The Victorian Farmers Federation has expressed outrage towards the comments made by Murray Darling Basin Authority Chief Executive Andrew McConville in his Rural Press Club address, 10 years after the Basin Plan gave the green light to take water from farming communities. VFF Water Council Chair Andrew Leahy said Mr McConville’s commentary ignored the ongoing impact of the Murray Darling Basin Plan on farming communities and sounded like it was designed to appease the Federal Labor government ... “We expect the MDBA CEO to be professional and impartial, not a political sycophant. It seems he needs to re-read the Basin Plan as he forgot to mention in his speech that the 450GL is only possible if there are no negative social and economic impacts”.
The Moulamein Club was packed as community members gathered on Monday to hear the flood advice from Murray River Council, SES and NSW Police ... “Since we started the last meeting last Monday, the prediction was 6.1m. By the time we left that meeting, the prediction was 6.2m and on Sunday morning, I believe it reached 6.099 metres which is now the highest we’ve ever seen": Murray River Council’s Director of Infrastructure, Jack Bond.
1.5 million sandbags and almost 8 km of flood barriers have been secured by the South Australia Government to help protect flood affected River Murray communities. Three kilometres of DefenCell barriers from India arrived in Adelaide on Saturday 19 November with a further four kilometres of product expected to arrive on 28 November from Italy.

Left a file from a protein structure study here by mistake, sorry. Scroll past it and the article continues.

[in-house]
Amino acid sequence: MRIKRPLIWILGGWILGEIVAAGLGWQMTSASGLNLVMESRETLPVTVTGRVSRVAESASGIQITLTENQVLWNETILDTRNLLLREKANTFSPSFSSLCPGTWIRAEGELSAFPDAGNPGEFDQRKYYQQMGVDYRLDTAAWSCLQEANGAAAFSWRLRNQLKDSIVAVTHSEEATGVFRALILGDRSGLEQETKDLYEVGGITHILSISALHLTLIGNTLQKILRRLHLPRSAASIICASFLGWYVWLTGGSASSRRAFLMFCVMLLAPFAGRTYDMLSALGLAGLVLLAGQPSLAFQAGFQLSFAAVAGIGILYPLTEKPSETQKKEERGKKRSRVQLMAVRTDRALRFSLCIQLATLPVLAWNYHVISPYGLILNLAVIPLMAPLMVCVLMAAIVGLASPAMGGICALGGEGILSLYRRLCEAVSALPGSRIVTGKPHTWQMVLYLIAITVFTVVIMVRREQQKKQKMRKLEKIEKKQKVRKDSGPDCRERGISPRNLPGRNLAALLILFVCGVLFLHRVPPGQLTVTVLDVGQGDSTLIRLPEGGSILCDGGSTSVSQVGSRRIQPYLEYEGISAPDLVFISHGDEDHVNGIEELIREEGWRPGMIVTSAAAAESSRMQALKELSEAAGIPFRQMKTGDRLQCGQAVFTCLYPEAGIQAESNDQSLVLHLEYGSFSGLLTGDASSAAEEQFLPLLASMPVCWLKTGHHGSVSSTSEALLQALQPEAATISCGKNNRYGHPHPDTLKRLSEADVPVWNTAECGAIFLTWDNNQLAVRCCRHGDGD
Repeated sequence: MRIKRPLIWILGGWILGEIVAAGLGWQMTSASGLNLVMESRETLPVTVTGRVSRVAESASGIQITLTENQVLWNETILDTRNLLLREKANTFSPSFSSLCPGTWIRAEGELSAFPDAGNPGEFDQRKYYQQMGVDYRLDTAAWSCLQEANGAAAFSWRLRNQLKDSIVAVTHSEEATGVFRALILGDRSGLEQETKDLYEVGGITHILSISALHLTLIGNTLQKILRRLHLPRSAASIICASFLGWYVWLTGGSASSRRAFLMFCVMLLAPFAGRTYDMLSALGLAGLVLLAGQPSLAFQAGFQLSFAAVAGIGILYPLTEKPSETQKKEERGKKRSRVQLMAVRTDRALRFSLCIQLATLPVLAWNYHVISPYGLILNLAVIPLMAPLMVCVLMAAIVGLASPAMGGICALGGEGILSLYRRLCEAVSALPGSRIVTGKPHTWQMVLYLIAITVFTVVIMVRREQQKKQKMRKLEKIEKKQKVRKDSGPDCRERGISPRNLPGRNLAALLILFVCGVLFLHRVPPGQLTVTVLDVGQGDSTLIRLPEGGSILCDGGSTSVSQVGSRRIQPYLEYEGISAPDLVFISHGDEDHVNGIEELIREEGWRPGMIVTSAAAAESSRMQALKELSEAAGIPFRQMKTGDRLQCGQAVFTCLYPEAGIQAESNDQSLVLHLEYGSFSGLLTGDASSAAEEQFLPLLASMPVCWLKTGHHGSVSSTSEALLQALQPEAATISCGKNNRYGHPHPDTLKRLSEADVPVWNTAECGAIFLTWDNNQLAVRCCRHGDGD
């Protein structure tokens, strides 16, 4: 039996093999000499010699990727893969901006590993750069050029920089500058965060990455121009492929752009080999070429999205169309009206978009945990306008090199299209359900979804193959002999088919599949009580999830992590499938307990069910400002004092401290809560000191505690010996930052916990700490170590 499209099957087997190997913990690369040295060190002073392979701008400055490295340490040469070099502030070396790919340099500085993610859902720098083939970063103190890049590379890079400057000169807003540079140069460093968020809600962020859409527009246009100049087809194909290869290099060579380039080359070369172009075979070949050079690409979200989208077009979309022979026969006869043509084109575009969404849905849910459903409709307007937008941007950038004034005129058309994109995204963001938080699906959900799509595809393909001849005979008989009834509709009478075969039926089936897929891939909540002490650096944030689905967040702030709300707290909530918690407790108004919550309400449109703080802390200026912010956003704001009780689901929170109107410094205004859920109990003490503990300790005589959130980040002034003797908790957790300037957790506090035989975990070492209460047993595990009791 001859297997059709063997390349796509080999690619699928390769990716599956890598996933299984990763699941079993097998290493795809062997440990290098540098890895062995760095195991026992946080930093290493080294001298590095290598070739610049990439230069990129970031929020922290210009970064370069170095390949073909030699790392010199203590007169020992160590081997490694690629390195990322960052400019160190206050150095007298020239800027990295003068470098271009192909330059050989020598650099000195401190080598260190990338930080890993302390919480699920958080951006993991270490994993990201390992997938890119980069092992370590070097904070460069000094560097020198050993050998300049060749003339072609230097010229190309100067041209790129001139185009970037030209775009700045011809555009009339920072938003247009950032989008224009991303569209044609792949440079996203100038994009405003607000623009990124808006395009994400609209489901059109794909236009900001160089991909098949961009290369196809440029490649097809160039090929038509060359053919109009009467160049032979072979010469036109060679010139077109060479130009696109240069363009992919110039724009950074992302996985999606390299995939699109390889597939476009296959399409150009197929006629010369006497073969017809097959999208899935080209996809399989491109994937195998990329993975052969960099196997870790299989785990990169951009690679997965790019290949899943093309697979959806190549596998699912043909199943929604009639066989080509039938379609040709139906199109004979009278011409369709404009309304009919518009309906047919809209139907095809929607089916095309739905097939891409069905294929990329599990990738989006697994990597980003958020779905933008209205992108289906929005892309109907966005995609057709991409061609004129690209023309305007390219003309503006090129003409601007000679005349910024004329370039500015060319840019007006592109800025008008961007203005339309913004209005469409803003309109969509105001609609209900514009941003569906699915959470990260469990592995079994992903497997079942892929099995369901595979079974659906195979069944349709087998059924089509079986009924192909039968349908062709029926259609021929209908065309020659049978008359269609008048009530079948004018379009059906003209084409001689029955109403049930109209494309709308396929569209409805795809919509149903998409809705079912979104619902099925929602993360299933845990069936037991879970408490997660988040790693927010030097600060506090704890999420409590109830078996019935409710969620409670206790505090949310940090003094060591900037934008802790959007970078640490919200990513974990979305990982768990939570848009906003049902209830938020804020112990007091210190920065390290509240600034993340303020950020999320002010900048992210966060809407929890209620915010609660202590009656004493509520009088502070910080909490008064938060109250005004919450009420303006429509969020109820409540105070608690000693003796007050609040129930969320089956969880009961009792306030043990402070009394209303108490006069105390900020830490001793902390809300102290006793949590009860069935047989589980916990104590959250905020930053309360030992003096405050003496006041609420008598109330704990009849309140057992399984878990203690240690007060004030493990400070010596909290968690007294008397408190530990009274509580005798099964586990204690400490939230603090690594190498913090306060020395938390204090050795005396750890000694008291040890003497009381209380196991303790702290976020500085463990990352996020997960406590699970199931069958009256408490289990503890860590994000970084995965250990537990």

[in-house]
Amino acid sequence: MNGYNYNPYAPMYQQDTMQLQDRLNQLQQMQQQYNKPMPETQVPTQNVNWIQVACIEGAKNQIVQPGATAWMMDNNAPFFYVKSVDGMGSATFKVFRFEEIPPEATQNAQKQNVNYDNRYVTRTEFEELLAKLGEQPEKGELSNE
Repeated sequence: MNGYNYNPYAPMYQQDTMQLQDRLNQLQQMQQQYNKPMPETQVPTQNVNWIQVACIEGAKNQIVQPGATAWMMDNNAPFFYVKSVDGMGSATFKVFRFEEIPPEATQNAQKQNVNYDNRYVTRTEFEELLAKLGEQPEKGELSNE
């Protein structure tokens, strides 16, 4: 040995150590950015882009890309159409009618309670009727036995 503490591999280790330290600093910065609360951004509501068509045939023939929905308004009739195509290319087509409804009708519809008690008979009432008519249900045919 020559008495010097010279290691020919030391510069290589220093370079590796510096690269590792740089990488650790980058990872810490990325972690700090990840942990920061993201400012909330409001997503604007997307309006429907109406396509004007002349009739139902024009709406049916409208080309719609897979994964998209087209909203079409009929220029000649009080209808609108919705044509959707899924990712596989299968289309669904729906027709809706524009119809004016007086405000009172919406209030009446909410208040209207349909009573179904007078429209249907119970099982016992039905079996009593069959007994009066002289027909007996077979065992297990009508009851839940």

The NSW Government has reaffirmed its opposition to non-strategic water buybacks being used to meet water recovery targets as part of the Murray Darling Basin Plan ... Mr Anderson said the NSW Government welcomes the Commonwealth correcting the record and reaffirming there is no open round of buybacks being undertaken. “We have seen first-hand the negative long-term impact non-strategic buybacks have had on our communities and we want to avoid this,” Mr Anderson said.
The state’s peak farming group has slammed secret water buyback plans that will hurt rural communities in NSW. On Friday afternoon The Land revealed state water ministers had agreed to almost 50 gigalitres of water buybacks at last month’s Ministerial Council meeting, with most of that water coming from NSW.